After reaching 21 posts and caching up with the Security Now! episodes, I thought that it's time to start a new series. I am what I consider a pro Windows user and lately I started moving to Ubuntu. I toyed with Linux distros before, but this is the first I feel that I can learn. This series is for other people like me, who come from a Windows background and want to play with Linux.
One of the programs I used over on windows was The Regex Coach. This is a very powerful free (like beer) program written in LispWorks to test regular expressions. There are installation instructions for Linux on the site, however there is one more little thing you must do before you can run it: from a terminal do
sudo apt-get install lesstif2 if it complains that it can't find libXm.so.2. Also the part where in the instruction it says that you should use
xrdb -merge, the complete command line would be
xrdb -merge regex-coach-resources, where the regex-coach-resources file can be found in the regex coach directory. The installation of lesstif2 probably also solves problems if other LispWorks programs complain when starting up under Ubuntu (or other Debian based distributions). A final quirk is that you can't (or at least I haven't discovered how to) copy / paste using the keyboard, but if you right click on the selected text, you get a pop-up menu which you can use to do these things.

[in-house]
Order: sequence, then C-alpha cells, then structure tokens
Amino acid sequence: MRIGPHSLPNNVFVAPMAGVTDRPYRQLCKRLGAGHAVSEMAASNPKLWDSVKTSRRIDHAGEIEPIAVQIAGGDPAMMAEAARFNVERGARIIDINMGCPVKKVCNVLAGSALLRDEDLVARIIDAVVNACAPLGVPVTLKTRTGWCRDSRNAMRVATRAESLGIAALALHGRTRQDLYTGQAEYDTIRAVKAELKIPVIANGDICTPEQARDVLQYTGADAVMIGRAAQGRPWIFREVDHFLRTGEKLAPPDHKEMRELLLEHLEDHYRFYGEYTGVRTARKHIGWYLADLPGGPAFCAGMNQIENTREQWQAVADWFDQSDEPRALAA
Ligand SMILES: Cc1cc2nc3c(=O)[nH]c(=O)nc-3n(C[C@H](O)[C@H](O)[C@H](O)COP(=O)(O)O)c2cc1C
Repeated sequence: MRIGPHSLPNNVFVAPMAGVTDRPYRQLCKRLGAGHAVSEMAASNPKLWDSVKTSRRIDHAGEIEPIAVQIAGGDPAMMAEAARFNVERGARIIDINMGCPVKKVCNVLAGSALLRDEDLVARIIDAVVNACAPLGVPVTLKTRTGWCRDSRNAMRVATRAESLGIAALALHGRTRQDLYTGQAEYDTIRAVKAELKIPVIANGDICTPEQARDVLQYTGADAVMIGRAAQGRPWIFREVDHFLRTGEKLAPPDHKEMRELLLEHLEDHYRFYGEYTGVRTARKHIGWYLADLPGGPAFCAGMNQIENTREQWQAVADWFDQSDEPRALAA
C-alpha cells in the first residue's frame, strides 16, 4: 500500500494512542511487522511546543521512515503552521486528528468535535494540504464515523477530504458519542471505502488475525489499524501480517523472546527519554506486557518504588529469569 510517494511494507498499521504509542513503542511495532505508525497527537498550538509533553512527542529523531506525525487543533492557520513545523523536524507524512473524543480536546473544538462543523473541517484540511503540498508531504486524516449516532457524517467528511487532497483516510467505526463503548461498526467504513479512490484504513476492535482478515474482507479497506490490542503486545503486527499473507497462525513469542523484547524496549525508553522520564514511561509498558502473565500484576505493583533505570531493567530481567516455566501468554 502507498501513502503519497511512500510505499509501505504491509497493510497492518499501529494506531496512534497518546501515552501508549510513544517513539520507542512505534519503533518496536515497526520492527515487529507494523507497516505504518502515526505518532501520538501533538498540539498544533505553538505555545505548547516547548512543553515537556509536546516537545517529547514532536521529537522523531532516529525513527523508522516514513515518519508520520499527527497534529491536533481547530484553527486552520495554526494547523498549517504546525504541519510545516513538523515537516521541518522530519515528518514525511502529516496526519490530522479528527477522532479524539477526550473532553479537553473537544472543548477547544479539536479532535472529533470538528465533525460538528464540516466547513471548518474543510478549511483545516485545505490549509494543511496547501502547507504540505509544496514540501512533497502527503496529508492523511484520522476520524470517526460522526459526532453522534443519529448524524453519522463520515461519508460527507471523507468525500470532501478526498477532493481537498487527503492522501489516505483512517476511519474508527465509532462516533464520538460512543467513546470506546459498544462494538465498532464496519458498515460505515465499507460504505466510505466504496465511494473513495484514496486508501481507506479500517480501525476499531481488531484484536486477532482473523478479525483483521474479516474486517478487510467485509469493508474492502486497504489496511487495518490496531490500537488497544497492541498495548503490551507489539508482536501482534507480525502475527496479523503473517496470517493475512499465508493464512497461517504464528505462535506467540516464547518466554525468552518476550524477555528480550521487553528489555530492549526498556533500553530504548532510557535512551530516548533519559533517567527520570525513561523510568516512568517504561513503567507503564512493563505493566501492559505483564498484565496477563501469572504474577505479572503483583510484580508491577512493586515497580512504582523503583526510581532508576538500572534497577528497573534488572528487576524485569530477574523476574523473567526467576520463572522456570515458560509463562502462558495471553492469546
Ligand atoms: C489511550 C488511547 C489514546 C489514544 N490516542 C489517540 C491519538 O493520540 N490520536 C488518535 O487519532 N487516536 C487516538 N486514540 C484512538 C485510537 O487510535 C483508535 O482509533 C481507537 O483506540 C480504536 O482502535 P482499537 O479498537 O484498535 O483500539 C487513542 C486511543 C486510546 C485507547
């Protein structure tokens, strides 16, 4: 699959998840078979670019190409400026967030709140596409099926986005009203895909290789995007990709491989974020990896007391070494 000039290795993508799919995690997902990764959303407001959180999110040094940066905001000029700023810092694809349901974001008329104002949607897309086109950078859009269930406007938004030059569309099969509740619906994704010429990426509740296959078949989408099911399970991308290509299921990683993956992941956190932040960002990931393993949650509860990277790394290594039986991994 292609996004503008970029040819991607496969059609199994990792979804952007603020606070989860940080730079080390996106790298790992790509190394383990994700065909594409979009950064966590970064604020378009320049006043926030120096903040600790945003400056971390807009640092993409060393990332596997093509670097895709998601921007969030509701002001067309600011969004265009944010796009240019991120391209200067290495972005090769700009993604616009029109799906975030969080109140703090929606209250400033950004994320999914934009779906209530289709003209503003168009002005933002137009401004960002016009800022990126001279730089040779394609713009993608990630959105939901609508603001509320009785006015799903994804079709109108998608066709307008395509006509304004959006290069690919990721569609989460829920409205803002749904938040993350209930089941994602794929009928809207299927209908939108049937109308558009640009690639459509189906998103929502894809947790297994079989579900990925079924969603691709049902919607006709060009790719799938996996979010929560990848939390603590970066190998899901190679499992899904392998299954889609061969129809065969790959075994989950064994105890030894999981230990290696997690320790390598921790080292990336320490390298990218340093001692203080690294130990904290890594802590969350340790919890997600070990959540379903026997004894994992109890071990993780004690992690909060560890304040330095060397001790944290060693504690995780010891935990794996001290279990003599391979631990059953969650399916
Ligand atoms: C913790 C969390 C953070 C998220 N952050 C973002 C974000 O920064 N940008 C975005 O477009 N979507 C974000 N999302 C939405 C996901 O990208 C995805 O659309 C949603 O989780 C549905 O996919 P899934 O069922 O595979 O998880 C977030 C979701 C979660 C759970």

Two more thoughts: when you have a problem with Ubuntu, you most probably can solve it by googling for it with the keyword ubuntu, since the ubuntu community is very large. If it so happens that you don't find your answers, you should try to google for the problem with the keyword debian, because Ubuntu is based on Debian so what works in one usually works in the other. My second closing thought would be: .so files are shared objects. This corresponds to the DLLs from windows. If you don't know where to get a certain .so from, go to http://packages.ubuntulinux.org/, go down to package content search and put in the file you're looking for. You will get back the name of the package which you then can install with apt-get or Synaptic.
Update: I was informed by a good friend of mine that you can copy text without the popup menu: select the text you want to copy, go to the place where you want to copy it and middle click (or click simultaneously both mouse buttons). This should work in other graphical applications too that were written in X.